Wednesday, September 20, 2006

Lincoln Center

The Metropolitan Opera House at Lincoln center is surely one of the showpieces of New York. Indeed the entire campus of buildings at Lincoln Center is an elegant, beautifully conceived architectural complex. This kind of style and elegance is something rarely seen in early 1960s architecture–at least in my opinion. (Just look at Kennedy Airport or Madison Square Garden if you don't believe me.) In fact, there is something about going to a performance at Lincoln Center that always feels like an event to me. People still dress up when they go to Lincoln Center. The excitement in the air is palpable as people file past the fountain in the center of the courtyard to whichever building houses the performance they are there to see, be it Avery Fisher Hall with its impressive colonnade, the New York State Theater with its rows of lights mounted like diamonds or the Met with its glittering chandeliers framed by magnificent Chagall paintings.

I was a senior in high school the very first time I went to see something at Lincoln Center. It was to a performance of Carmen by the Metropolitan Opera. I went with my voice teacher who herself had performed at Lincoln Center as a leading soprano with New York City Opera. I had started studying with her as a freshman and the performance was sort of a graduation present from her to me. I was so impressed by it all, the chandeliers disappearing into the ceiling just before curtain time, the elegantly dressed ladies and gentlemen milling around the lobby and on the staircases and of course the performance itself--Bizet’s music coming to life before my eyes by some of the best singers and musicians in the world.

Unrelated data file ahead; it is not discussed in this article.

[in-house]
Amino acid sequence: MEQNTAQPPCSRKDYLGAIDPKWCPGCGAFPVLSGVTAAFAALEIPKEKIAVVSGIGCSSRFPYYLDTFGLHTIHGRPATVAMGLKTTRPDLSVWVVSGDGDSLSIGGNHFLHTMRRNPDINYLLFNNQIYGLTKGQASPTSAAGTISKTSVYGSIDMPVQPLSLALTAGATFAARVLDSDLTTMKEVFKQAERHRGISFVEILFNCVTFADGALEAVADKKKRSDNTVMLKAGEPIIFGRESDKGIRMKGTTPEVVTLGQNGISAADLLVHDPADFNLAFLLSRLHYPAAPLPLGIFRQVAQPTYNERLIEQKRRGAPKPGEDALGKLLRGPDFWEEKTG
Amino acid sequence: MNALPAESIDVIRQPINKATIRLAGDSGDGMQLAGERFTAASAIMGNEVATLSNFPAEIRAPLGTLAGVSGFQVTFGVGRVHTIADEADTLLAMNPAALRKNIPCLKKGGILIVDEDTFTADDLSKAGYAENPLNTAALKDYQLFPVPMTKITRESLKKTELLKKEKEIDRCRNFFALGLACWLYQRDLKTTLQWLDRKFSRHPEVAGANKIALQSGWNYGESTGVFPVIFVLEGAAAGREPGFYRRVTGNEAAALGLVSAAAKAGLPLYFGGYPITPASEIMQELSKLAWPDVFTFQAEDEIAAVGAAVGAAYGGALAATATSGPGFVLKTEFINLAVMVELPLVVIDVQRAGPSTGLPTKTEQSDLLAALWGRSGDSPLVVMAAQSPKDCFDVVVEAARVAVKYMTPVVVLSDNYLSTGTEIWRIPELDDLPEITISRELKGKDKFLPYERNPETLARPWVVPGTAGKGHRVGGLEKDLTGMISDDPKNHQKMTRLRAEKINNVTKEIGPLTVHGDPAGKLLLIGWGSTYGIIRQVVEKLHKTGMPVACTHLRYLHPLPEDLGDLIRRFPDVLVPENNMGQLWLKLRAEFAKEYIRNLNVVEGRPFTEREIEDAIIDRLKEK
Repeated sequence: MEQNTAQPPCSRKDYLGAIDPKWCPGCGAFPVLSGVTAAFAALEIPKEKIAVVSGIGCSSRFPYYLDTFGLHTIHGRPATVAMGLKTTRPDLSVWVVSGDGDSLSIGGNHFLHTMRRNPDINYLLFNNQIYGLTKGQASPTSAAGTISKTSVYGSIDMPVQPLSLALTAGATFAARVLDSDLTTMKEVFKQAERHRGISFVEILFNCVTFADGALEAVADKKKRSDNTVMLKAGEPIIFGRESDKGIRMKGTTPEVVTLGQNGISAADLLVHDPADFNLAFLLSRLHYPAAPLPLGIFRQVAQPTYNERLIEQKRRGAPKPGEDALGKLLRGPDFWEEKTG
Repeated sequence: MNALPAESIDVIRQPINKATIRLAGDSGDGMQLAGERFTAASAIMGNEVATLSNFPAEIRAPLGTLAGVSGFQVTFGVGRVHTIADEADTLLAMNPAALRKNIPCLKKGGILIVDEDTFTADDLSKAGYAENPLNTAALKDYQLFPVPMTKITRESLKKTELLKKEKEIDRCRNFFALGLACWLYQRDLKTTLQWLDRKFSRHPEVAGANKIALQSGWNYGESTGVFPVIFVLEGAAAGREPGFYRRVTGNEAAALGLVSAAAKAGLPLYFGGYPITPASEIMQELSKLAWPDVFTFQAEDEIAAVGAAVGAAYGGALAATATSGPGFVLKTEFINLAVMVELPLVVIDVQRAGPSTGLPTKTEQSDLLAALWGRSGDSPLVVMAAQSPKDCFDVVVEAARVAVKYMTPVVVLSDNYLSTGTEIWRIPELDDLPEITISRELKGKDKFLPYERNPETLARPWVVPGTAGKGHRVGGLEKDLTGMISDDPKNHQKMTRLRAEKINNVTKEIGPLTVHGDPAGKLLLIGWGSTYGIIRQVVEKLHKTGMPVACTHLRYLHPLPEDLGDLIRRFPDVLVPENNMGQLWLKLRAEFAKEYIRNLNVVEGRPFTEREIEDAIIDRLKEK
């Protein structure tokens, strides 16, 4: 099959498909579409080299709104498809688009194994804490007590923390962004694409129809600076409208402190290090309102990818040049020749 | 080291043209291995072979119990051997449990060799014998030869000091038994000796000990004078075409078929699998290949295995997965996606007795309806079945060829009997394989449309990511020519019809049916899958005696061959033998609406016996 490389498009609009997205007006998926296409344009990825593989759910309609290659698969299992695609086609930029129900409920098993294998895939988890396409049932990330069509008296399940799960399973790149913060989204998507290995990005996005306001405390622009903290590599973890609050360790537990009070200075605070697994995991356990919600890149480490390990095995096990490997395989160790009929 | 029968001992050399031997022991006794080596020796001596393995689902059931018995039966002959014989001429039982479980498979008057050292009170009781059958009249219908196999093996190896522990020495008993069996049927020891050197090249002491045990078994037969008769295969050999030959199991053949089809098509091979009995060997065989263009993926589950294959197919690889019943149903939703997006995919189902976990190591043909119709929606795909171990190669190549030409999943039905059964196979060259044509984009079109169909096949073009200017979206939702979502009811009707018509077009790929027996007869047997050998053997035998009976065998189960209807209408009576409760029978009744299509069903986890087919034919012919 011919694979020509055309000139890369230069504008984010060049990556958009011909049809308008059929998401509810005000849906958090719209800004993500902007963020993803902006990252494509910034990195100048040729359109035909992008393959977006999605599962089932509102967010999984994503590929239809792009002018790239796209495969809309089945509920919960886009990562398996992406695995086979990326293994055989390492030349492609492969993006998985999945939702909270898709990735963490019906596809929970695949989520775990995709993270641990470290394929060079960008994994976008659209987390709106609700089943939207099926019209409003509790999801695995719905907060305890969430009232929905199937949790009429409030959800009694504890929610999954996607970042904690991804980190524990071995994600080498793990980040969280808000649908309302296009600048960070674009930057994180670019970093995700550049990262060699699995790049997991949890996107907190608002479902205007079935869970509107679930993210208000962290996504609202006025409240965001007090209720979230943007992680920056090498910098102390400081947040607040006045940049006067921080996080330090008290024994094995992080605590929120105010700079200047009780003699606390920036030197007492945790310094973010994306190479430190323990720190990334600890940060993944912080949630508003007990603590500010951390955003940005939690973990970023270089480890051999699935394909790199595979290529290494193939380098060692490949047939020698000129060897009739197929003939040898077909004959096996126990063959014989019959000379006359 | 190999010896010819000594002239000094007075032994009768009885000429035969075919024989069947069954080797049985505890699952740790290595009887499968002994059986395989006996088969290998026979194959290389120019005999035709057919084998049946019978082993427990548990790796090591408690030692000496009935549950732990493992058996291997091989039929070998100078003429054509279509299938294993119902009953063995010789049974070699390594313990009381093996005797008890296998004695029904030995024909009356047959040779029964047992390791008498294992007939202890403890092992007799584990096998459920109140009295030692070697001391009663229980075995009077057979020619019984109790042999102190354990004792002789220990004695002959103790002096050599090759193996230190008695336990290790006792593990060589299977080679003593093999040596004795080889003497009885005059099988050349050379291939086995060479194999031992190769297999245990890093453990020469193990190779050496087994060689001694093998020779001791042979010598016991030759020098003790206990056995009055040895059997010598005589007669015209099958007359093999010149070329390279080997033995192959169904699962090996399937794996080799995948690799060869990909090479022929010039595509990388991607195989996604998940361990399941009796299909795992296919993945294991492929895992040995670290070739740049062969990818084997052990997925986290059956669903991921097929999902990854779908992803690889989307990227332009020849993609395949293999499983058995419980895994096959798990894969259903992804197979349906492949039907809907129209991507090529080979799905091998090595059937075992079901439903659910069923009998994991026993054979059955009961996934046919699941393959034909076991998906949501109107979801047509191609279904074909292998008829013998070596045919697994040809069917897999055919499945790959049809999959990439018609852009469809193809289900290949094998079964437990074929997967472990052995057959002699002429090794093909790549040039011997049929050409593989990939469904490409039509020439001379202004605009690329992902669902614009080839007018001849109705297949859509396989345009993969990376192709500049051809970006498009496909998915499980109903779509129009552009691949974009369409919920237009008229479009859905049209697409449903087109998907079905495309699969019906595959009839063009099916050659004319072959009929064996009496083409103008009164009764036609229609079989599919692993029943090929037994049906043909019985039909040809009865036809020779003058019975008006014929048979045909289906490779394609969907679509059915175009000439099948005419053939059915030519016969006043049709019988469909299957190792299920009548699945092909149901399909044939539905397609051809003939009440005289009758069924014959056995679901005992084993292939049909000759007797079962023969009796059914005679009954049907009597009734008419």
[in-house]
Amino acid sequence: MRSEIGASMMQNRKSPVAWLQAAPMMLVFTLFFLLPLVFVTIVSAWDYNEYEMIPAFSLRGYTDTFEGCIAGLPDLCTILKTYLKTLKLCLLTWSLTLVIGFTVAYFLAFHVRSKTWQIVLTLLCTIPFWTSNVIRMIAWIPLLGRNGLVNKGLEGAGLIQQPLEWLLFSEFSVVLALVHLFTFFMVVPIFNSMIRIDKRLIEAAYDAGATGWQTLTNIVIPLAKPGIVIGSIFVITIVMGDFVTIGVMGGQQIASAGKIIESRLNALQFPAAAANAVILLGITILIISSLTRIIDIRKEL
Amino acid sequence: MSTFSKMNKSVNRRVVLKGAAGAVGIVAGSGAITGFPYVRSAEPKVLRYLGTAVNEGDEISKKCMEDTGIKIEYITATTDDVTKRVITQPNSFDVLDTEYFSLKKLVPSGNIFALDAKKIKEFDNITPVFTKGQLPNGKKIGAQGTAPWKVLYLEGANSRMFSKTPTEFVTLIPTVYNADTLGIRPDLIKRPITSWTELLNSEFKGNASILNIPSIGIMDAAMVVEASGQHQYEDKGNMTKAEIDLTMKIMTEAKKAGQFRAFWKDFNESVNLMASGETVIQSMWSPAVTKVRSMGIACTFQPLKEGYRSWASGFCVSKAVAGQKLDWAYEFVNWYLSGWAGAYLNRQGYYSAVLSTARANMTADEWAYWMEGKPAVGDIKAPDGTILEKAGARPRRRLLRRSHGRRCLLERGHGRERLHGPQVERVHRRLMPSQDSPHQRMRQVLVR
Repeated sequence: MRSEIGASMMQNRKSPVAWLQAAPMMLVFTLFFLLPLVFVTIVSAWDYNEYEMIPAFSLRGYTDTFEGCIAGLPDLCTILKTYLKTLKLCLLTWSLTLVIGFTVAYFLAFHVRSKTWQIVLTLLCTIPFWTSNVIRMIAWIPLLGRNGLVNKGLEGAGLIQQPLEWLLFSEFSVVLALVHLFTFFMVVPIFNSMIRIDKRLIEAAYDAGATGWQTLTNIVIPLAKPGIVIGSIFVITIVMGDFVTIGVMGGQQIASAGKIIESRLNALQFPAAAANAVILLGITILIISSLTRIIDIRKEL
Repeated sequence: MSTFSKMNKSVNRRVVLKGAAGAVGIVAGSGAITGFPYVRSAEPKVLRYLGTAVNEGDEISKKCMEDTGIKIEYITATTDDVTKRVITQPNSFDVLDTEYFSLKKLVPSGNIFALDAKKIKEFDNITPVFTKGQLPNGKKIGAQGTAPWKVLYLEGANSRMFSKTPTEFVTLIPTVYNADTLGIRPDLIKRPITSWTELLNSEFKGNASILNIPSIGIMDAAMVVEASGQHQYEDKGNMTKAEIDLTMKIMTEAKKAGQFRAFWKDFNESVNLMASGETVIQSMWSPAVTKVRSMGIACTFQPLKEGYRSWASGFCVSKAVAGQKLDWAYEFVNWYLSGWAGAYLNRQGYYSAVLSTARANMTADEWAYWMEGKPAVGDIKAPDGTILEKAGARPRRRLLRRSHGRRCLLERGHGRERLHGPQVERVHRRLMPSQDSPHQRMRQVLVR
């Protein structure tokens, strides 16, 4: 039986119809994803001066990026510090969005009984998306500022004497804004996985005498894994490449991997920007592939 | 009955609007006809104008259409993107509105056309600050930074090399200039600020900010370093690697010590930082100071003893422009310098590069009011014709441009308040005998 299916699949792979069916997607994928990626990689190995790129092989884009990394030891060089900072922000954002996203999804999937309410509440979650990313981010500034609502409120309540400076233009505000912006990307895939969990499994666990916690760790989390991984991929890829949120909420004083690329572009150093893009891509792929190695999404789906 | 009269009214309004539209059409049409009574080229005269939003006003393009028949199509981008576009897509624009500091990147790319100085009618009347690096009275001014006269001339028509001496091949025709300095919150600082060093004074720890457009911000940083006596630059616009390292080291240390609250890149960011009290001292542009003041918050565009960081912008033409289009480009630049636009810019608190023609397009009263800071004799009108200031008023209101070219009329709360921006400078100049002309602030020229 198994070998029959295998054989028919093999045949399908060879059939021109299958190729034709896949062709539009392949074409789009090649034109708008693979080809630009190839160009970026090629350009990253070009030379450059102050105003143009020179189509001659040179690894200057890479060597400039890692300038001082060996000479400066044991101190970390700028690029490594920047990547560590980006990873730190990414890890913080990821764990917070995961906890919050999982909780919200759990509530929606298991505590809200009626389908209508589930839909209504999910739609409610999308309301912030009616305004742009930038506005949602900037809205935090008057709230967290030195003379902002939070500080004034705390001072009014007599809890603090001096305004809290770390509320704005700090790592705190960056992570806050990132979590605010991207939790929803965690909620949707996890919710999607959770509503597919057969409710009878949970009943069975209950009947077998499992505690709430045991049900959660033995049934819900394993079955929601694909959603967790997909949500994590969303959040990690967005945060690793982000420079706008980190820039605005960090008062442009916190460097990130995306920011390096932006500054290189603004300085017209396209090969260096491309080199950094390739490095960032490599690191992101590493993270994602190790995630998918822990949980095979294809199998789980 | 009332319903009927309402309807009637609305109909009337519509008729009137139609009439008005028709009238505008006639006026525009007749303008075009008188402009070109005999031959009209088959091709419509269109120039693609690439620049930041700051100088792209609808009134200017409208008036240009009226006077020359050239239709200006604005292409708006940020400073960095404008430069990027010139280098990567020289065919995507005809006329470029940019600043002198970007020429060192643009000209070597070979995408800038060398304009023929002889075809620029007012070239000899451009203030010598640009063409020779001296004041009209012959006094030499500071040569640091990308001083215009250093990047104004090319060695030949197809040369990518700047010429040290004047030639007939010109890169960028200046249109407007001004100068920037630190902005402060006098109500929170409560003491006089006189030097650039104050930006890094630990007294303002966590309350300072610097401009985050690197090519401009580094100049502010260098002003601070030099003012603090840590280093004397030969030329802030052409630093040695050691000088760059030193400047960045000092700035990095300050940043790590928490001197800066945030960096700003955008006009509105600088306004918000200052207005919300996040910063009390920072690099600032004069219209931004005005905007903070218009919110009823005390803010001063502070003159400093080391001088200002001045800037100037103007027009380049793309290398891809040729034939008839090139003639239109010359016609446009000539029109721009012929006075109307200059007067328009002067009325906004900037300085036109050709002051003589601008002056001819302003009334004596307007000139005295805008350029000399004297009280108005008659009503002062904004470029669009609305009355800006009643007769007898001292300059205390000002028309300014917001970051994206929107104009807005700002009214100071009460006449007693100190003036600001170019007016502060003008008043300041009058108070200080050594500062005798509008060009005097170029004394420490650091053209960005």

Lincoln Center was incorporated and founded by John D. Rockefeller III in 1956 and was built with private, city, state and federal funding. It is the home the Metropolitan Opera, the New York Philharmonic, New York City Opera, New York City Ballet, the Julliard School and several other performing groups and educational institutions.

So why my fascination with Lincoln Center today? Well, the Metropolitan Opera is holding an open house this Friday the 22nd. It’s part of a plan by the Met’s new General Director, Peter Gelb, to appeal to a broader audience and renew interest in the opera. Part of the open house features free tickets to the final dress rehearsal of the new production of Madame Butterfly. Today was the day they were handing out the tickets at the box office on a first come first served basis. Unfortunately they were long gone before I got down there to take these pictures.

The photos below are: the view of Lincoln Center from 65th and Broadway with the Metropolitan Opera House in the center, Avery Fisher Hall, another view of the Met with the fountain in the foreground, and the New York State Theater advertising the New York City Opera.

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